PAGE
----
What is Biodiversity?
Biological diversity - or biodiversity - refers to the richness of life and the diverse patterns it forms. The Convention on Biological Diversity (CBD) defines biological diversity as "the variability among living organisms from all sources […] this includes diversity within species, between species and of ecosystems" (Article 2, CBD).
Europe hosts a unique set of natural diversity. However, biodiversity loss has accelerated to an unprecedented level, both in Europe and worldwide. In Europe some 42% of European mammals are endangered, together with 15% of birds and 45% of butterflies and reptiles.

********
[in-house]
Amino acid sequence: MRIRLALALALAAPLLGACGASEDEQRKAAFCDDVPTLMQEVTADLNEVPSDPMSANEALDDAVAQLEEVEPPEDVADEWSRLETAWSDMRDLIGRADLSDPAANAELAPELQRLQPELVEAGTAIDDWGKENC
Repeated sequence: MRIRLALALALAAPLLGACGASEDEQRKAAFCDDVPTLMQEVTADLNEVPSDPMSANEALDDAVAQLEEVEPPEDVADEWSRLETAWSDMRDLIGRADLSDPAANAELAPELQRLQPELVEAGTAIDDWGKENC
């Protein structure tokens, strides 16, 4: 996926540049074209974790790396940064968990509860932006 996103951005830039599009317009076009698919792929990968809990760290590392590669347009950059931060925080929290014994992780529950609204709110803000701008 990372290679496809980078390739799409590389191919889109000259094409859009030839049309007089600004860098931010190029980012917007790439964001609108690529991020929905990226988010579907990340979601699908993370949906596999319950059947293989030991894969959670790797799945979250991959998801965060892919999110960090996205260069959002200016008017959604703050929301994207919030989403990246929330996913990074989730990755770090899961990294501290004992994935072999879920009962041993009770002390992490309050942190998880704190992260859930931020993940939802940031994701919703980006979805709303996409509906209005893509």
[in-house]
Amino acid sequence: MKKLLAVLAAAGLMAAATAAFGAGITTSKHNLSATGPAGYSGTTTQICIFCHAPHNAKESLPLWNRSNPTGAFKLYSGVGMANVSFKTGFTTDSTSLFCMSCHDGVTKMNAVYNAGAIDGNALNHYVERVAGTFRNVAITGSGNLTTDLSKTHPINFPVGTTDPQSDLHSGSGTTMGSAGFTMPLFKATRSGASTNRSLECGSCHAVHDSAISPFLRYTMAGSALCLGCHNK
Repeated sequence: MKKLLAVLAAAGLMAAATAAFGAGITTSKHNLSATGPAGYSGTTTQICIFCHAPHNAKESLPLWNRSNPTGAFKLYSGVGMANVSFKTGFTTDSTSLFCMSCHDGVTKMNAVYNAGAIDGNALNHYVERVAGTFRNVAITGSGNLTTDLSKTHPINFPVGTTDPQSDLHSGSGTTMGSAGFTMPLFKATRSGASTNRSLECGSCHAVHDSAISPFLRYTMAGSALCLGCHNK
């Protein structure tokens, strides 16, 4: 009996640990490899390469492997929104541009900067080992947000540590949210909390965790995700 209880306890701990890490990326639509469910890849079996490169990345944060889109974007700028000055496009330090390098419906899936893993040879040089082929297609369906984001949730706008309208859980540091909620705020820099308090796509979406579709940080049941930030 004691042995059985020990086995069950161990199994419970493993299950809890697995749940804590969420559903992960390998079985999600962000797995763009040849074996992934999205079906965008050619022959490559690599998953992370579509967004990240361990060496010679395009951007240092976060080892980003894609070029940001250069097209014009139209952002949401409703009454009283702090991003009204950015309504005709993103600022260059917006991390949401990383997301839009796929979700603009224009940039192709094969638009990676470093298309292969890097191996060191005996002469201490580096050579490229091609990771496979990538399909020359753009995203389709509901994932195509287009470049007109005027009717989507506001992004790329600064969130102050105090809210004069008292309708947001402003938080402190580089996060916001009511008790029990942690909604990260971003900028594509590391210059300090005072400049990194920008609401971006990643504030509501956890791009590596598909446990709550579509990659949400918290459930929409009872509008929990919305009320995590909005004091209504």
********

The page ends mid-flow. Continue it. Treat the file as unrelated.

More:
Globally, the Millennium Ecosystem Assessment showed that 60% of all ecosystem services worldwide are in decline and species are becoming extinct at up to 1,000 times the normal rate. The loss of biodiversity, and the ecosystem services it supports, threatens our economic, social and cultural development. According to the Economics of Ecosystems and Biodiversity study (TEEB) 2008 report the annual welfare loss generated by loss of ecosystem services by 2050 will reach 6% of global GDP.
Continued biodiversity loss – whether from climate change, pollution or unsustainable use of natural resources – will irreversibly compromise the supply of water, food, air and other natural resources that societies and businesses depend upon but often taken for granted.